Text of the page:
The script from brothers Christopher and Jonathan Nolan is a tight, well-oiled piece of work. They’ve written an epic crime drama, something that would make Scorsese give an appreciative whistle. The opening scene is enough to get any fan of crime movies in the right mood, with its intense action and with William Fichtner practically reprising his role from Heat. And as the film progresses the Nolans flesh out a living, breathing city and the factions and individuals who drive it. The diverse ensemble of characters, most of whom are lifted straight from Batman’s comic book stories like The Long Halloween or The Killing Joke, are symbols of the various factions and ideologies struggling for control of Gotham City while being well-rounded and fully realised characters in their own right. Characters like Gordon and Dent, portrayed in the Burton and Schumacher films as mere caricatures there to bumble about and make Batman look good, are immensely important to The Dark Knight.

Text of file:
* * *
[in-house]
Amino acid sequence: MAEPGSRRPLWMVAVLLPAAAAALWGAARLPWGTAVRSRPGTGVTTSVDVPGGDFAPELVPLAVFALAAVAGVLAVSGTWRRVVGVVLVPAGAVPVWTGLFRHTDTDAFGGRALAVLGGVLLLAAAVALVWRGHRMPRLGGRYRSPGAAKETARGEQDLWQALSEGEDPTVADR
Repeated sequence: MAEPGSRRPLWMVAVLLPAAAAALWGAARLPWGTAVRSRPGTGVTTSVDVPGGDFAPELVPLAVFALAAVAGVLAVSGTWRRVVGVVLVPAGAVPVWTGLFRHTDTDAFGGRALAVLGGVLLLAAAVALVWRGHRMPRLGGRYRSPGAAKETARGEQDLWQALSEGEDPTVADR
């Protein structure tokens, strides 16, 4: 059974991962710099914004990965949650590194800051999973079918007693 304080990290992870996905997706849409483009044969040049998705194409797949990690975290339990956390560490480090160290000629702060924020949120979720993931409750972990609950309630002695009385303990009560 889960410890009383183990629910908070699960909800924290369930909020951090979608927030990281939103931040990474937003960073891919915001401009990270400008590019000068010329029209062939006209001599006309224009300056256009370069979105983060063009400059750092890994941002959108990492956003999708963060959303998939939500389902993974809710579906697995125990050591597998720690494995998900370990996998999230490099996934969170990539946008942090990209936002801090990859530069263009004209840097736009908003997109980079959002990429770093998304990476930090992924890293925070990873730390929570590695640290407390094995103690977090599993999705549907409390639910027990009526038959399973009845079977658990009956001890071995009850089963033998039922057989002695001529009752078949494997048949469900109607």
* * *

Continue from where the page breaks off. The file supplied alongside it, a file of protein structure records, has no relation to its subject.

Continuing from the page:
The praise being heaped upon Heath Ledger is well deserved: he delivers a powerhouse performance, easily worthy of a posthumous Oscar nomination. He brings to like a complex and manic character who, at the same time, has no character to him, just an idea and an MO to back it up. The only other performance I can compare it to is Hugo Weaving as the titular character in V for Vendetta, for like that film we have a truly anonymous character that we only know inside of his assumed personality because who and what they are outside of that is completely irrelevant. But the Joker’s ideology is pressed into the very fabric of the film, right though to one of the taglines appearing on the movie’s poster: “Welcome to a world without rules”. The Nolan brothers’ writing and Ledger’s performance have given birth to a truly great film villain, one who spends two and a half hours trying to kill everyone and destroy everything, and for an actual purpose – albeit one as twisted as the man himself – rather than just playing the villain so that the hero has someone to play opposite. And beyond that, the thing that most impressed me about this creepy, complex, and undeniably watchable villain was that he actually scared me. I don’t think I’ve ever been so terrified of a film villain since I was a small child, because as the Joker knifes and explodes his way through the film we actually believe that none of the heroes, none of the characters we’ve come to care about, are safe.